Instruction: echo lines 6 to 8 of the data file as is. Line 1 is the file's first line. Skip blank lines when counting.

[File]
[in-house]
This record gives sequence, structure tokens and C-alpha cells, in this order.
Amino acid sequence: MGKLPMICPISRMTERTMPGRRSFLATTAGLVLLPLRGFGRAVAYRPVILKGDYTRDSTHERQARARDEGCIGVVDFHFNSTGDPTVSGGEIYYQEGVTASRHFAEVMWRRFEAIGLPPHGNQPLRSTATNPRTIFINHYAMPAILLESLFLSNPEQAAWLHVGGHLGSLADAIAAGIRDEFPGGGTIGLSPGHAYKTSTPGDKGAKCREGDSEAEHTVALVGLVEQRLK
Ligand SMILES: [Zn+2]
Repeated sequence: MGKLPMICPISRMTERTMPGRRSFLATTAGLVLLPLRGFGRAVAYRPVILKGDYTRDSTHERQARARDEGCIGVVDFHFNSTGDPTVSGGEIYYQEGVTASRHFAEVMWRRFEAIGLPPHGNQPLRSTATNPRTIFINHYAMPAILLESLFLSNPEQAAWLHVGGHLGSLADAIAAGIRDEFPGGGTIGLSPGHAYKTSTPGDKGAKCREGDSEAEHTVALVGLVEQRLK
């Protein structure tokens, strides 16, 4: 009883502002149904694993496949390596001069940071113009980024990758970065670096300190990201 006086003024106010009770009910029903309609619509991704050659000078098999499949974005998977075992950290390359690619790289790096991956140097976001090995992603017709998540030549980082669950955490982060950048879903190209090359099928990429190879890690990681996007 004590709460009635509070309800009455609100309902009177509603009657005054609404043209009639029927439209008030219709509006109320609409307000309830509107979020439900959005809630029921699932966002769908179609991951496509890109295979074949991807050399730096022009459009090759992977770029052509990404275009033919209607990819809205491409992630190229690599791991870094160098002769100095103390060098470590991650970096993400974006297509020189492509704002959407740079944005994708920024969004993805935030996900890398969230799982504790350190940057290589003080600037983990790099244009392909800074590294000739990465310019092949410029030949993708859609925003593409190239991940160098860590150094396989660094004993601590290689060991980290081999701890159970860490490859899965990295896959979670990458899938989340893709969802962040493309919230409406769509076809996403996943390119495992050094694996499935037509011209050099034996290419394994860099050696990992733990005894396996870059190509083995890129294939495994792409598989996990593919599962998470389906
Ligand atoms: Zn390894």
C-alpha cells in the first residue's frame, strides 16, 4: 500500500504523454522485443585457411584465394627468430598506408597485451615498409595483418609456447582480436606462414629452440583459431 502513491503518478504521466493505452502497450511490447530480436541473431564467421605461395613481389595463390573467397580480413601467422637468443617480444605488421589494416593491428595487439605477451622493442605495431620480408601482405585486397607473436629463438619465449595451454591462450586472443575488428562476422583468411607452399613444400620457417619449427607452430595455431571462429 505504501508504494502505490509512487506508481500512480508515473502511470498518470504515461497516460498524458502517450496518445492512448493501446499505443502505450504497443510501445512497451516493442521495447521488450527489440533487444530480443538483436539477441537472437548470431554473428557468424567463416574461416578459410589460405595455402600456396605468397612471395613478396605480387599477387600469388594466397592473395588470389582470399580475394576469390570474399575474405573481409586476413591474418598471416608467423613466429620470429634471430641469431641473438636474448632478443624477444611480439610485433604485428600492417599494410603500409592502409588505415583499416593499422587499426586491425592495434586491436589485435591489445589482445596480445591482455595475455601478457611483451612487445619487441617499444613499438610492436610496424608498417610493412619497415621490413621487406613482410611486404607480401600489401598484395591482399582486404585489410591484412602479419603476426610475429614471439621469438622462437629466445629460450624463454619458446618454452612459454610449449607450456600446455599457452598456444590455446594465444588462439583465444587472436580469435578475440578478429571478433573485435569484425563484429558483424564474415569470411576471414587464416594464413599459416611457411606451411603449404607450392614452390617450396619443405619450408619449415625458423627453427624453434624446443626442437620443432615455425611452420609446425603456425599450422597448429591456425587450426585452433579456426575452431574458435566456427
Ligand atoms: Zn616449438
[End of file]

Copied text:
């Protein structure tokens, strides 16, 4: 009883502002149904694993496949390596001069940071113009980024990758970065670096300190990201 006086003024106010009770009910029903309609619509991704050659000078098999499949974005998977075992950290390359690619790289790096991956140097976001090995992603017709998540030549980082669950955490982060950048879903190209090359099928990429190879890690990681996007 004590709460009635509070309800009455609100309902009177509603009657005054609404043209009639029927439209008030219709509006109320609409307000309830509107979020439900959005809630029921699932966002769908179609991951496509890109295979074949991807050399730096022009459009090759992977770029052509990404275009033919209607990819809205491409992630190229690599791991870094160098002769100095103390060098470590991650970096993400974006297509020189492509704002959407740079944005994708920024969004993805935030996900890398969230799982504790350190940057290589003080600037983990790099244009392909800074590294000739990465310019092949410029030949993708859609925003593409190239991940160098860590150094396989660094004993601590290689060991980290081999701890159970860490490859899965990295896959979670990458899938989340893709969802962040493309919230409406769509076809996403996943390119495992050094694996499935037509011209050099034996290419394994860099050696990992733990005894396996870059190509083995890129294939495994792409598989996990593919599962998470389906
Ligand atoms: Zn390894």
C-alpha cells in the first residue's frame, strides 16, 4: 500500500504523454522485443585457411584465394627468430598506408597485451615498409595483418609456447582480436606462414629452440583459431 502513491503518478504521466493505452502497450511490447530480436541473431564467421605461395613481389595463390573467397580480413601467422637468443617480444605488421589494416593491428595487439605477451622493442605495431620480408601482405585486397607473436629463438619465449595451454591462450586472443575488428562476422583468411607452399613444400620457417619449427607452430595455431571462429 505504501508504494502505490509512487506508481500512480508515473502511470498518470504515461497516460498524458502517450496518445492512448493501446499505443502505450504497443510501445512497451516493442521495447521488450527489440533487444530480443538483436539477441537472437548470431554473428557468424567463416574461416578459410589460405595455402600456396605468397612471395613478396605480387599477387600469388594466397592473395588470389582470399580475394576469390570474399575474405573481409586476413591474418598471416608467423613466429620470429634471430641469431641473438636474448632478443624477444611480439610485433604485428600492417599494410603500409592502409588505415583499416593499422587499426586491425592495434586491436589485435591489445589482445596480445591482455595475455601478457611483451612487445619487441617499444613499438610492436610496424608498417610493412619497415621490413621487406613482410611486404607480401600489401598484395591482399582486404585489410591484412602479419603476426610475429614471439621469438622462437629466445629460450624463454619458446618454452612459454610449449607450456600446455599457452598456444590455446594465444588462439583465444587472436580469435578475440578478429571478433573485435569484425563484429558483424564474415569470411576471414587464416594464413599459416611457411606451411603449404607450392614452390617450396619443405619450408619449415625458423627453427624453434624446443626442437620443432615455425611452420609446425603456425599450422597448429591456425587450426585452433579456426575452431574458435566456427